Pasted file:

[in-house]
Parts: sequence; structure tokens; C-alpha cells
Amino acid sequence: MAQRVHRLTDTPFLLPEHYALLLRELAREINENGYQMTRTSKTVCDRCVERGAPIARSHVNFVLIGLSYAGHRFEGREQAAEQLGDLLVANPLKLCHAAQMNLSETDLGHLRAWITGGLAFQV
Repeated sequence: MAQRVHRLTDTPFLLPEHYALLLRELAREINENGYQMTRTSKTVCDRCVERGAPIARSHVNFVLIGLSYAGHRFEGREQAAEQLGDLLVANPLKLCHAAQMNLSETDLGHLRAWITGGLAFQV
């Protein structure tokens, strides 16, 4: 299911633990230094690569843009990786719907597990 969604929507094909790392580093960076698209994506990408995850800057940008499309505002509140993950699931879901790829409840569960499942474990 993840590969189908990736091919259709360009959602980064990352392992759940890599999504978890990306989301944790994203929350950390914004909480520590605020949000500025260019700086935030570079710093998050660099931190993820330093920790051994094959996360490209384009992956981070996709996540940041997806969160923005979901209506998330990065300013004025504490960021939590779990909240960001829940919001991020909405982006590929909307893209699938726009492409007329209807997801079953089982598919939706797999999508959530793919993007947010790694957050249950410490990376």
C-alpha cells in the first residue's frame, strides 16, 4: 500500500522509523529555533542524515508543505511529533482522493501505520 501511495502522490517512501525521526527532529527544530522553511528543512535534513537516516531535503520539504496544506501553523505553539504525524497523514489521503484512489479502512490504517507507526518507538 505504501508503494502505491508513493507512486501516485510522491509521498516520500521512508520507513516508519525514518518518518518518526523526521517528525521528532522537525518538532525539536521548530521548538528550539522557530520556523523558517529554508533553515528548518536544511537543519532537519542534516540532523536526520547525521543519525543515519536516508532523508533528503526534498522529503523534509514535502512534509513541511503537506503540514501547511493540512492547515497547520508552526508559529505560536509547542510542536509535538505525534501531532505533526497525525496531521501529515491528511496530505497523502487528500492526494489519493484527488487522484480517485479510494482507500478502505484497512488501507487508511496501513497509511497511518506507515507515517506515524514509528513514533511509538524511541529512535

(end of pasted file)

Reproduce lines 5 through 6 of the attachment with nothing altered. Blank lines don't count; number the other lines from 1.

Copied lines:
């Protein structure tokens, strides 16, 4: 299911633990230094690569843009990786719907597990 969604929507094909790392580093960076698209994506990408995850800057940008499309505002509140993950699931879901790829409840569960499942474990 993840590969189908990736091919259709360009959602980064990352392992759940890599999504978890990306989301944790994203929350950390914004909480520590605020949000500025260019700086935030570079710093998050660099931190993820330093920790051994094959996360490209384009992956981070996709996540940041997806969160923005979901209506998330990065300013004025504490960021939590779990909240960001829940919001991020909405982006590929909307893209699938726009492409007329209807997801079953089982598919939706797999999508959530793919993007947010790694957050249950410490990376």
C-alpha cells in the first residue's frame, strides 16, 4: 500500500522509523529555533542524515508543505511529533482522493501505520 501511495502522490517512501525521526527532529527544530522553511528543512535534513537516516531535503520539504496544506501553523505553539504525524497523514489521503484512489479502512490504517507507526518507538 505504501508503494502505491508513493507512486501516485510522491509521498516520500521512508520507513516508519525514518518518518518518526523526521517528525521528532522537525518538532525539536521548530521548538528550539522557530520556523523558517529554508533553515528548518536544511537543519532537519542534516540532523536526520547525521543519525543515519536516508532523508533528503526534498522529503523534509514535502512534509513541511503537506503540514501547511493540512492547515497547520508552526508559529505560536509547542510542536509535538505525534501531532505533526497525525496531521501529515491528511496530505497523502487528500492526494489519493484527488487522484480517485479510494482507500478502505484497512488501507487508511496501513497509511497511518506507515507515517506515524514509528513514533511509538524511541529512535